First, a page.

Having learned of my plan to visit Chile, Priest Francisco Salvador replied very benevolently: “Please come. If you need our help, we will definitely help you.” When I asked him to give an interview, he also reacted favorably, inviting me to give a lecture at the Institute of Orthodox Theology in Santiago. In my lecture I spoke about Orthodoxy in Europe (based on my numerous European interviews). Fr. Francisco and I talked after my lecture. The priest kindly treated me to coffee and sandwiches, regretting that he could not accompany me to lunch—that day a funeral service for one of his parishioners was scheduled.
I stayed in Chile only a little—for two days—I managed to come to this South American country on the Pacific coast from Buenos Aires (Argentina), where I attended a scholarly conference. Santiago left an impression of a rather chaotic metropolis, but the city’s location at the foot of the Andes added an undeniable flavor to it that unfortunately Belarusian cities lack, because flat terrain is dominant in my native Belarus. The Orthodox Church of the Nativity of the Most Holy Theotokos (the Patriarchate of Antioch), the rector of which is Priest Francisco Salvador, is located on Pedro de Valdivia Street (the Providencia district) in the northeastern part of the Chilean capital. The position of the church as a free-standing building makes it clearly visible.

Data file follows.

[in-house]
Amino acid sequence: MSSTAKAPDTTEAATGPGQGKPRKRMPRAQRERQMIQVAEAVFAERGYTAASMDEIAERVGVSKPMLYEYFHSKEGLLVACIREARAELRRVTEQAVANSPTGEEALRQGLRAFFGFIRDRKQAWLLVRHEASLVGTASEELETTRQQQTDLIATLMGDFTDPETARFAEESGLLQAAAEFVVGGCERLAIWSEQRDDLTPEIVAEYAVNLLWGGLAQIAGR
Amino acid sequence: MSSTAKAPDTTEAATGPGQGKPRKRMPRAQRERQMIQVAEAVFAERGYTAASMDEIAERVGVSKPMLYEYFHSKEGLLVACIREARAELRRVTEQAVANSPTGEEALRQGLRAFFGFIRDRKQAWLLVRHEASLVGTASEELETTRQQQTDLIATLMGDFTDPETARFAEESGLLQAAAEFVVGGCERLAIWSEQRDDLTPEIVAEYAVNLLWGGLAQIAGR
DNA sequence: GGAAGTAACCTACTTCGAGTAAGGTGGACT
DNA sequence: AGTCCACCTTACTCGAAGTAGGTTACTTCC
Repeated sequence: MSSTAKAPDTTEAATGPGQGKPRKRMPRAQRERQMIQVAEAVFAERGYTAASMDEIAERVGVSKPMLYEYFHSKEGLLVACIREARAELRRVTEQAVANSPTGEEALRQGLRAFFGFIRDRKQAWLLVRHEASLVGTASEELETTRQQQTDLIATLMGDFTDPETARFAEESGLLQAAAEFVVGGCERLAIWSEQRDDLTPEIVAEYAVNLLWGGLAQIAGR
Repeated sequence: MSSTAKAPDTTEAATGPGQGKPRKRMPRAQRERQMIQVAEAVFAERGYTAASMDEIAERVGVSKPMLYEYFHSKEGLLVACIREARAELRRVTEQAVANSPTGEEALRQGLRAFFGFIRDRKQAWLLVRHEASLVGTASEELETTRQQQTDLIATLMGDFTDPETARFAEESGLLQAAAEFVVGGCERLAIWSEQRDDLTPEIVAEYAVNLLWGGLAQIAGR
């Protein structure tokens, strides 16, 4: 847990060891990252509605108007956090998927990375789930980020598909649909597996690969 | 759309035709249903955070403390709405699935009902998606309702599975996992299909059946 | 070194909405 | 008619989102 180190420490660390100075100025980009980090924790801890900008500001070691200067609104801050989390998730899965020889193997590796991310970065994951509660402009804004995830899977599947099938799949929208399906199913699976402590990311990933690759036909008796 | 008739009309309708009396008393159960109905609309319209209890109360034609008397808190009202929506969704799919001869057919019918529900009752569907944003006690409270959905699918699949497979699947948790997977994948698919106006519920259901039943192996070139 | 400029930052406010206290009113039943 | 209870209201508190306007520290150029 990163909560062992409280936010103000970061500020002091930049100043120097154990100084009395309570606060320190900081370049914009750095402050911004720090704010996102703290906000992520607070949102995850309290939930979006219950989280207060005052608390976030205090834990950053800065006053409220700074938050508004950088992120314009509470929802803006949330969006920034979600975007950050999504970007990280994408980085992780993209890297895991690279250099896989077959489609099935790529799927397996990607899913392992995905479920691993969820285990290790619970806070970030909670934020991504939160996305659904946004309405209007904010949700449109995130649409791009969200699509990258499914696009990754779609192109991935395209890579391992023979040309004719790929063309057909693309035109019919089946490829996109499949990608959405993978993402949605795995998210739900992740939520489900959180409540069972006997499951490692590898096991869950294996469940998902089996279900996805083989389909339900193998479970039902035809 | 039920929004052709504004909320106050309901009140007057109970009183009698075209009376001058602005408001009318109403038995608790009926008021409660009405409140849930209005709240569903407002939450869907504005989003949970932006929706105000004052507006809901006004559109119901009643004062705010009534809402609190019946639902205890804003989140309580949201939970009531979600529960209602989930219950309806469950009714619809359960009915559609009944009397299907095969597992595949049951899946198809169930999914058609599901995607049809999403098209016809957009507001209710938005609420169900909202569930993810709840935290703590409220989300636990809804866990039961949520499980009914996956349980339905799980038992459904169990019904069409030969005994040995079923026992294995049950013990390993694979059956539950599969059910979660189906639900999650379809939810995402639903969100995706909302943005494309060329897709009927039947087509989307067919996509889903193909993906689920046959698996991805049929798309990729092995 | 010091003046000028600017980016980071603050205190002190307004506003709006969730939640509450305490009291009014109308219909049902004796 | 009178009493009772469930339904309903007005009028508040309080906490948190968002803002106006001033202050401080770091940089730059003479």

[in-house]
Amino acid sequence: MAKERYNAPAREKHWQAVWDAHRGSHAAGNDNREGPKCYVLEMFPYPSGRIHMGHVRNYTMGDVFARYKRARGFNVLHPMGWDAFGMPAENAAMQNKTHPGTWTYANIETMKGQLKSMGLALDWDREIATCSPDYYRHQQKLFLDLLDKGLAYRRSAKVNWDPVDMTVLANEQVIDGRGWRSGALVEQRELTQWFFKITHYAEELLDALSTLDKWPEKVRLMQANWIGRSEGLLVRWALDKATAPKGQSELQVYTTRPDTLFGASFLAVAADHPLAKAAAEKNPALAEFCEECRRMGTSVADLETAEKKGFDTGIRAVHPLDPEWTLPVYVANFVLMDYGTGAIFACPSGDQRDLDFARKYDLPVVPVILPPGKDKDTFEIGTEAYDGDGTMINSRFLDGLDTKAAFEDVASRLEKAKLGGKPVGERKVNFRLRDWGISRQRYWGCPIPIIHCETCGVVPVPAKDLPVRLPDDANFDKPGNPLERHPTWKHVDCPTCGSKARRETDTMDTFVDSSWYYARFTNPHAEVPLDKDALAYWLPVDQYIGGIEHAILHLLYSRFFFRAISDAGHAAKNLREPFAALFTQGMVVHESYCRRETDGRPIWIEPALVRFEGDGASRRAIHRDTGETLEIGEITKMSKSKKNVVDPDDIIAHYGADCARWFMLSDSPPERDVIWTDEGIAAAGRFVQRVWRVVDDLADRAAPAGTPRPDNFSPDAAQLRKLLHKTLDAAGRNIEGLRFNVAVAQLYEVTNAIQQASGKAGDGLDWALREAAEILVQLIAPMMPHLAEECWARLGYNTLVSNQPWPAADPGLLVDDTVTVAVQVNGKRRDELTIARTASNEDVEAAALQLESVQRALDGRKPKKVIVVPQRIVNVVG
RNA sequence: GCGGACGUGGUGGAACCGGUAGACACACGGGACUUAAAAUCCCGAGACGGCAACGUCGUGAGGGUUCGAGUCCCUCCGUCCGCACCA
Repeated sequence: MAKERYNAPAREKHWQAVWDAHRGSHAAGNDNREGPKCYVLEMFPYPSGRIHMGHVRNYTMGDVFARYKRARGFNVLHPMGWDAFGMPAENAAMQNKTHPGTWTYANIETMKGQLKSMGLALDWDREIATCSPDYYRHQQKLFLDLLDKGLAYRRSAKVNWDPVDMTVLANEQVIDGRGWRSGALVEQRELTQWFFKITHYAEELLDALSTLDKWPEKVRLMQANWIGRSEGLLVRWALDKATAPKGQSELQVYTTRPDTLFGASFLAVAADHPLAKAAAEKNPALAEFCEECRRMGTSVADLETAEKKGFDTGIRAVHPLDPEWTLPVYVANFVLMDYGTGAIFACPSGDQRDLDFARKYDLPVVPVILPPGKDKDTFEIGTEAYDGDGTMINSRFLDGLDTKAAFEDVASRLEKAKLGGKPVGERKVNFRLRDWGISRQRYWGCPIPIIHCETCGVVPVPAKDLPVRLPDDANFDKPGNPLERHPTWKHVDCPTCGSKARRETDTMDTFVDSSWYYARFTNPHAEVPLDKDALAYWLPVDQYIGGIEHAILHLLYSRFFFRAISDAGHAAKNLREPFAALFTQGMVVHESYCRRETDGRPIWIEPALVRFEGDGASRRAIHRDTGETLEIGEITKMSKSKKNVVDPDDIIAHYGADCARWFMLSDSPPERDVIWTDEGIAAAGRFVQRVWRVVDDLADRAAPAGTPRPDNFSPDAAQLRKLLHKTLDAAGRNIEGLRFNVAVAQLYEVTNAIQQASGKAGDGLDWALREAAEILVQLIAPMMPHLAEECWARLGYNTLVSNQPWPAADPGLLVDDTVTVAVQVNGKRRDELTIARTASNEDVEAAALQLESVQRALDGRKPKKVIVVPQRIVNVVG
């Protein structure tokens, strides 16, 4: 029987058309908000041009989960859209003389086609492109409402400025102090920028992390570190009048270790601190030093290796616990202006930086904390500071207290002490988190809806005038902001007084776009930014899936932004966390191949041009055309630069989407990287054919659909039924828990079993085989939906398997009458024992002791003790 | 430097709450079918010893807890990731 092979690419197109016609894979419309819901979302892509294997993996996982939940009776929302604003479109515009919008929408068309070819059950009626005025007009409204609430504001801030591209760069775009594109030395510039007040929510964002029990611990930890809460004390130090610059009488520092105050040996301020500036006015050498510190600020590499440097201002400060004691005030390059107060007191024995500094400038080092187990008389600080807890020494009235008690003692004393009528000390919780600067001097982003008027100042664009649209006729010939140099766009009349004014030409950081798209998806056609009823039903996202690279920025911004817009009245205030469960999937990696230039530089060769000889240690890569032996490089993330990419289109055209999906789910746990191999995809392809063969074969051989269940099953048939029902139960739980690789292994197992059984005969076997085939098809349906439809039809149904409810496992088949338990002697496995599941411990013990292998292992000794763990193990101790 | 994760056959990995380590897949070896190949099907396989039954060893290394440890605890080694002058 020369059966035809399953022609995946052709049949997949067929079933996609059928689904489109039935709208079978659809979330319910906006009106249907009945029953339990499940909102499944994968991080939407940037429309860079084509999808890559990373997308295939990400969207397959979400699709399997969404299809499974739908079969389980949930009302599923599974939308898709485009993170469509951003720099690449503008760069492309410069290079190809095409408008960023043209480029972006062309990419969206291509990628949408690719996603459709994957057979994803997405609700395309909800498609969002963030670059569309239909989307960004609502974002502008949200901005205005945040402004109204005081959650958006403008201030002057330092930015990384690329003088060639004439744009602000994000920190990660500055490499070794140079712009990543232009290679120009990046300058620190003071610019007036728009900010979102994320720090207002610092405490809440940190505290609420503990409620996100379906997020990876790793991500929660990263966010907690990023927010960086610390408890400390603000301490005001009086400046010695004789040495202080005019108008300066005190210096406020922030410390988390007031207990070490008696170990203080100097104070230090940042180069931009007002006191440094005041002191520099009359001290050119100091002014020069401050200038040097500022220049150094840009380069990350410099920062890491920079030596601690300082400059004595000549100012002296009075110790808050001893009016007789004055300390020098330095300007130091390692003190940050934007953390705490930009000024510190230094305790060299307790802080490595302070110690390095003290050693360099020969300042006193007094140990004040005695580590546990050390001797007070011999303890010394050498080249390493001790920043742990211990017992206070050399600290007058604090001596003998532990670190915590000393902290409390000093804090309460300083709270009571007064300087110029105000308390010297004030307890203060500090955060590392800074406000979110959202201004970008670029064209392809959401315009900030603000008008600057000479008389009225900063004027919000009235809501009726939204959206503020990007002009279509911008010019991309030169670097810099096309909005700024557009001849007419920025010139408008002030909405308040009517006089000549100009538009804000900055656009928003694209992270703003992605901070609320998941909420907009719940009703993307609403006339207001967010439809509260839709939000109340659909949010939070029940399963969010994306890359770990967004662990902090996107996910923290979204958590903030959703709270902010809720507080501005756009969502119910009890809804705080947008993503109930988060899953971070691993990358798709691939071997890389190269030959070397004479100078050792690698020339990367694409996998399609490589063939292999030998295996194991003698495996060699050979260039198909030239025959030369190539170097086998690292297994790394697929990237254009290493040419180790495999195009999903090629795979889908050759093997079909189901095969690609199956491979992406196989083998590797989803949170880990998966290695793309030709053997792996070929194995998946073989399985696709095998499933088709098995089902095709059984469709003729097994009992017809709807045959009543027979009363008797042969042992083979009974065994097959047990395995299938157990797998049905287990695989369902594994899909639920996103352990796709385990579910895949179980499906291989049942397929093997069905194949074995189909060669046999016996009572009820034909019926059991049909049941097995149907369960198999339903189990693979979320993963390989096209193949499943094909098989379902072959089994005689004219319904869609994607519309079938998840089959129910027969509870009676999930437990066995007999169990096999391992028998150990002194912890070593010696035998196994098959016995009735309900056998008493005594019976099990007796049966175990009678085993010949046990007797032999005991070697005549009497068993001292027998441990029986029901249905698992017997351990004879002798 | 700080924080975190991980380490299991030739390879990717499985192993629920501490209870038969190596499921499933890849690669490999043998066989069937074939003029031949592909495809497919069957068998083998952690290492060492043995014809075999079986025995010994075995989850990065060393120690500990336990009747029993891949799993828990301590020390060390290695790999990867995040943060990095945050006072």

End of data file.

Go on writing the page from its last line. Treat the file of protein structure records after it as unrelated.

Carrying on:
Fr. Francisco, who was born into an Orthodox family, was baptized Catholic—not at the desire of his parents, but due to certain circumstances. Of course, later he attended an Orthodox church. His desire to serve in God’s altar appeared during a trip to Russia in the early 1990s.
—My distant ancestors came to Chile from Palestine over 100 years ago, fleeing from the persecution of Christians in the Ottoman Empire,” Fr. Francisco said. “They took part in the construction of St. George’s Orthodox Cathedral in Santiago (1917)—it was the first Orthodox church in Chile. My father, a successful businessman, worried about the future of Orthodoxy, since virtually all services at St. George’s Cathedral were in Arabic—a diaspora mentality prevailed. Thus, my father and his brother invested their money in the purchase of a building in Providencia (in 1977), which later became the Orthodox church where I serve.
—I was born very weak and when I was forty days old I was dying. The doctors said I was really going to die. At that time a Catholic priest was visiting the hospital, and my mother asked him to baptize me. There was no other way out. She prayed to God, asking Him to save my life if it was His will and if my life would have a meaning. I think my priesthood turned out to be the worthy reason, the meaning for which God saved my life in infancy. I attended an Orthodox church regularly, and after school I enrolled in law school.